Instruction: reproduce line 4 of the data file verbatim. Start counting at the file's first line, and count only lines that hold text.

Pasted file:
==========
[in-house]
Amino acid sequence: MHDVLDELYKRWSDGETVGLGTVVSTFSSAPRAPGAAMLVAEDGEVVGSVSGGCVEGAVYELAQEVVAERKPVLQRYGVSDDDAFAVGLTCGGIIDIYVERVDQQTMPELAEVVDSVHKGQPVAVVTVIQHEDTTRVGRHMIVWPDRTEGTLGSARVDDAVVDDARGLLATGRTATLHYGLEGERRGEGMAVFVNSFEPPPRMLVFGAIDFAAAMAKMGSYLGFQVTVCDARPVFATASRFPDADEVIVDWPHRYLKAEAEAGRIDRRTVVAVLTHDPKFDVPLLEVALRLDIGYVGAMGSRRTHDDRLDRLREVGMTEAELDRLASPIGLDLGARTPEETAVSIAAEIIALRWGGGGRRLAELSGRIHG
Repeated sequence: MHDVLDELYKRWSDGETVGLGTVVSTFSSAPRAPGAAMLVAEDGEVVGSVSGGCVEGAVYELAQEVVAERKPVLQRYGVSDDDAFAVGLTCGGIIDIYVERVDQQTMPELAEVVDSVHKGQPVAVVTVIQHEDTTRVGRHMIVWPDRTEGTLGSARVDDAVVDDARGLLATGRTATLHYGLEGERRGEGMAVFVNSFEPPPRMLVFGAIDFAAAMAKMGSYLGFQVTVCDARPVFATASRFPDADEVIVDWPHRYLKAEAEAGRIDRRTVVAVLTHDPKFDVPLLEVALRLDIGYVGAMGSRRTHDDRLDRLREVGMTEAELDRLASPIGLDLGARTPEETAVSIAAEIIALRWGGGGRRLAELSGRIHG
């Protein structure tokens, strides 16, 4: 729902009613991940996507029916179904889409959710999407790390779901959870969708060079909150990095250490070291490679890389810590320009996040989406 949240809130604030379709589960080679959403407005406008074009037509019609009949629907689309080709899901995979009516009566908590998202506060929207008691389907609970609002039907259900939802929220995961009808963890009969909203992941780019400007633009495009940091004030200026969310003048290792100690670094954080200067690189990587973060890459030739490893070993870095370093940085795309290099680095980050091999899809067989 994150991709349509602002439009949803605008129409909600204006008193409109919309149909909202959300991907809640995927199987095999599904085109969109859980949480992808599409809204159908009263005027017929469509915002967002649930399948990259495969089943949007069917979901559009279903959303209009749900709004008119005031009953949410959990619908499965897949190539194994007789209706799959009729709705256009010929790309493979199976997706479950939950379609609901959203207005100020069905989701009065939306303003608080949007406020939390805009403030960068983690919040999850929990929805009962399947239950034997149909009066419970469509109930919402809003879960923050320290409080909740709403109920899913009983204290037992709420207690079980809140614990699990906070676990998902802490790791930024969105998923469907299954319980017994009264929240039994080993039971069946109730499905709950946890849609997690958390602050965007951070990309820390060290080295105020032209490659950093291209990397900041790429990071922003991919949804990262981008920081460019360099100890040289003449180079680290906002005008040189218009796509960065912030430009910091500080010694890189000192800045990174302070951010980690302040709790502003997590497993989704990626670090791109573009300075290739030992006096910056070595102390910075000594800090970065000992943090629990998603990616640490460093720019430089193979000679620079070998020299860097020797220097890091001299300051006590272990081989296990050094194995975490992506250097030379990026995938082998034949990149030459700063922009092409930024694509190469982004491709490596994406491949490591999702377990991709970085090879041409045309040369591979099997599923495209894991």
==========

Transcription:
């Protein structure tokens, strides 16, 4: 729902009613991940996507029916179904889409959710999407790390779901959870969708060079909150990095250490070291490679890389810590320009996040989406 949240809130604030379709589960080679959403407005406008074009037509019609009949629907689309080709899901995979009516009566908590998202506060929207008691389907609970609002039907259900939802929220995961009808963890009969909203992941780019400007633009495009940091004030200026969310003048290792100690670094954080200067690189990587973060890459030739490893070993870095370093940085795309290099680095980050091999899809067989 994150991709349509602002439009949803605008129409909600204006008193409109919309149909909202959300991907809640995927199987095999599904085109969109859980949480992808599409809204159908009263005027017929469509915002967002649930399948990259495969089943949007069917979901559009279903959303209009749900709004008119005031009953949410959990619908499965897949190539194994007789209706799959009729709705256009010929790309493979199976997706479950939950379609609901959203207005100020069905989701009065939306303003608080949007406020939390805009403030960068983690919040999850929990929805009962399947239950034997149909009066419970469509109930919402809003879960923050320290409080909740709403109920899913009983204290037992709420207690079980809140614990699990906070676990998902802490790791930024969105998923469907299954319980017994009264929240039994080993039971069946109730499905709950946890849609997690958390602050965007951070990309820390060290080295105020032209490659950093291209990397900041790429990071922003991919949804990262981008920081460019360099100890040289003449180079680290906002005008040189218009796509960065912030430009910091500080010694890189000192800045990174302070951010980690302040709790502003997590497993989704990626670090791109573009300075290739030992006096910056070595102390910075000594800090970065000992943090629990998603990616640490460093720019430089193979000679620079070998020299860097020797220097890091001299300051006590272990081989296990050094194995975490992506250097030379990026995938082998034949990149030459700063922009092409930024694509190469982004491709490596994406491949490591999702377990991709970085090879041409045309040369591979099997599923495209894991």